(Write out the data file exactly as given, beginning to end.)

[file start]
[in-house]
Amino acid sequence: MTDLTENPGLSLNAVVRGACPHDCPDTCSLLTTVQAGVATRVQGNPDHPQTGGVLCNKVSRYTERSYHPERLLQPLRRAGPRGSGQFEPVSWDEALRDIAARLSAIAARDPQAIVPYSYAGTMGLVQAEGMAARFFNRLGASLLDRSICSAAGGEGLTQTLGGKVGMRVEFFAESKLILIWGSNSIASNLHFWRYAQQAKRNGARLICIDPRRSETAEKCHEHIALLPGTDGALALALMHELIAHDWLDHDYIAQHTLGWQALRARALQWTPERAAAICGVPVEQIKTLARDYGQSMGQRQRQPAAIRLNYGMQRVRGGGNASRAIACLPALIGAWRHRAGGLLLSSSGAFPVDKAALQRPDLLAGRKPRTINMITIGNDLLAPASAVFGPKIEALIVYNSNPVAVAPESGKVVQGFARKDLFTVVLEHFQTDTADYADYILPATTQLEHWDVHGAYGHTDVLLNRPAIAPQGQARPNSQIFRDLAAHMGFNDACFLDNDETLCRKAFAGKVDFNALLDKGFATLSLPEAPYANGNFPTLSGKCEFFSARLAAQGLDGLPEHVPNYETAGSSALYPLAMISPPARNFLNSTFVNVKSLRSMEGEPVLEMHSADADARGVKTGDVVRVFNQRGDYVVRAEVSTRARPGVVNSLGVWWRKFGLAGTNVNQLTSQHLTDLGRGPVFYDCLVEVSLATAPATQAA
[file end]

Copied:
[in-house]
Amino acid sequence: MTDLTENPGLSLNAVVRGACPHDCPDTCSLLTTVQAGVATRVQGNPDHPQTGGVLCNKVSRYTERSYHPERLLQPLRRAGPRGSGQFEPVSWDEALRDIAARLSAIAARDPQAIVPYSYAGTMGLVQAEGMAARFFNRLGASLLDRSICSAAGGEGLTQTLGGKVGMRVEFFAESKLILIWGSNSIASNLHFWRYAQQAKRNGARLICIDPRRSETAEKCHEHIALLPGTDGALALALMHELIAHDWLDHDYIAQHTLGWQALRARALQWTPERAAAICGVPVEQIKTLARDYGQSMGQRQRQPAAIRLNYGMQRVRGGGNASRAIACLPALIGAWRHRAGGLLLSSSGAFPVDKAALQRPDLLAGRKPRTINMITIGNDLLAPASAVFGPKIEALIVYNSNPVAVAPESGKVVQGFARKDLFTVVLEHFQTDTADYADYILPATTQLEHWDVHGAYGHTDVLLNRPAIAPQGQARPNSQIFRDLAAHMGFNDACFLDNDETLCRKAFAGKVDFNALLDKGFATLSLPEAPYANGNFPTLSGKCEFFSARLAAQGLDGLPEHVPNYETAGSSALYPLAMISPPARNFLNSTFVNVKSLRSMEGEPVLEMHSADADARGVKTGDVVRVFNQRGDYVVRAEVSTRARPGVVNSLGVWWRKFGLAGTNVNQLTSQHLTDLGRGPVFYDCLVEVSLATAPATQAA